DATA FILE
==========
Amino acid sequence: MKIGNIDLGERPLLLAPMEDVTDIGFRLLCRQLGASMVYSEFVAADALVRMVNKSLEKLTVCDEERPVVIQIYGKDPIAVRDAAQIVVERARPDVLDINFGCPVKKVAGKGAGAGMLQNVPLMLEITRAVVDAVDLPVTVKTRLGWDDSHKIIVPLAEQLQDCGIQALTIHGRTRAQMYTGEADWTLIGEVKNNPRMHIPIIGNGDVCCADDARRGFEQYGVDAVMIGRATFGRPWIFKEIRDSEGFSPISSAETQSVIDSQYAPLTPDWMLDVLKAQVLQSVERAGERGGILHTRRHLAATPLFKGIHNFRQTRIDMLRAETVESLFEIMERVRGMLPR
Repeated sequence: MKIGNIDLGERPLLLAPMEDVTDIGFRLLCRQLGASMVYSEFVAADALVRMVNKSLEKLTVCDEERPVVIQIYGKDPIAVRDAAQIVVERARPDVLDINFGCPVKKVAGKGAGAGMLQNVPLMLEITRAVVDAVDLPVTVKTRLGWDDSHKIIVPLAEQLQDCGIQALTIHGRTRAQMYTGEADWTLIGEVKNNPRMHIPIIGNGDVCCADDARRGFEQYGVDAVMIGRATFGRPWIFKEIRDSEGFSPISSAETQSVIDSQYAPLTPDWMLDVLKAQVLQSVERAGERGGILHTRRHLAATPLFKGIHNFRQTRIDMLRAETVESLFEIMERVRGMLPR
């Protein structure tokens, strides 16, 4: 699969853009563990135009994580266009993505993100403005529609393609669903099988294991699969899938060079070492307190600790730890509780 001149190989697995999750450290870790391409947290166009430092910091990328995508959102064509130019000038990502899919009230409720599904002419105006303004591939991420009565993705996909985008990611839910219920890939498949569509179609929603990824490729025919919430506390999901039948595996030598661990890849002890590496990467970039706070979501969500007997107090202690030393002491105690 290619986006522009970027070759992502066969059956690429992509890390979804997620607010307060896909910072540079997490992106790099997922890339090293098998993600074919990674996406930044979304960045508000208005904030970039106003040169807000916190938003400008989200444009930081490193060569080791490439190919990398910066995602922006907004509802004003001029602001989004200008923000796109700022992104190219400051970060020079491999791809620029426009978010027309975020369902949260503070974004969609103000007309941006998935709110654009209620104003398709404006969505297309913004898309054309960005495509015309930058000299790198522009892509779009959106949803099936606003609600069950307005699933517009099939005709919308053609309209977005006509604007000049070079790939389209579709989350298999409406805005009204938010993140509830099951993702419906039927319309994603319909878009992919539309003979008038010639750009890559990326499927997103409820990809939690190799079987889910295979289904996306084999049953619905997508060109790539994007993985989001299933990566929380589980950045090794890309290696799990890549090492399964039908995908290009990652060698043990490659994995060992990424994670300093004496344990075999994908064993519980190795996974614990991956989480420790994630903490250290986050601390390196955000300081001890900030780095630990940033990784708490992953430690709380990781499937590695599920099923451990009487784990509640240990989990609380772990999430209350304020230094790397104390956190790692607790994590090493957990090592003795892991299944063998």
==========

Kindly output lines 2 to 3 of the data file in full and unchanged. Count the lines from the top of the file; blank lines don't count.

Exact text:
Repeated sequence: MKIGNIDLGERPLLLAPMEDVTDIGFRLLCRQLGASMVYSEFVAADALVRMVNKSLEKLTVCDEERPVVIQIYGKDPIAVRDAAQIVVERARPDVLDINFGCPVKKVAGKGAGAGMLQNVPLMLEITRAVVDAVDLPVTVKTRLGWDDSHKIIVPLAEQLQDCGIQALTIHGRTRAQMYTGEADWTLIGEVKNNPRMHIPIIGNGDVCCADDARRGFEQYGVDAVMIGRATFGRPWIFKEIRDSEGFSPISSAETQSVIDSQYAPLTPDWMLDVLKAQVLQSVERAGERGGILHTRRHLAATPLFKGIHNFRQTRIDMLRAETVESLFEIMERVRGMLPR
């Protein structure tokens, strides 16, 4: 699969853009563990135009994580266009993505993100403005529609393609669903099988294991699969899938060079070492307190600790730890509780 001149190989697995999750450290870790391409947290166009430092910091990328995508959102064509130019000038990502899919009230409720599904002419105006303004591939991420009565993705996909985008990611839910219920890939498949569509179609929603990824490729025919919430506390999901039948595996030598661990890849002890590496990467970039706070979501969500007997107090202690030393002491105690 290619986006522009970027070759992502066969059956690429992509890390979804997620607010307060896909910072540079997490992106790099997922890339090293098998993600074919990674996406930044979304960045508000208005904030970039106003040169807000916190938003400008989200444009930081490193060569080791490439190919990398910066995602922006907004509802004003001029602001989004200008923000796109700022992104190219400051970060020079491999791809620029426009978010027309975020369902949260503070974004969609103000007309941006998935709110654009209620104003398709404006969505297309913004898309054309960005495509015309930058000299790198522009892509779009959106949803099936606003609600069950307005699933517009099939005709919308053609309209977005006509604007000049070079790939389209579709989350298999409406805005009204938010993140509830099951993702419906039927319309994603319909878009992919539309003979008038010639750009890559990326499927997103409820990809939690190799079987889910295979289904996306084999049953619905997508060109790539994007993985989001299933990566929380589980950045090794890309290696799990890549090492399964039908995908290009990652060698043990490659994995060992990424994670300093004496344990075999994908064993519980190795996974614990991956989480420790994630903490250290986050601390390196955000300081001890900030780095630990940033990784708490992953430690709380990781499937590695599920099923451990009487784990509640240990989990609380772990999430209350304020230094790397104390956190790692607790994590090493957990090592003795892991299944063998």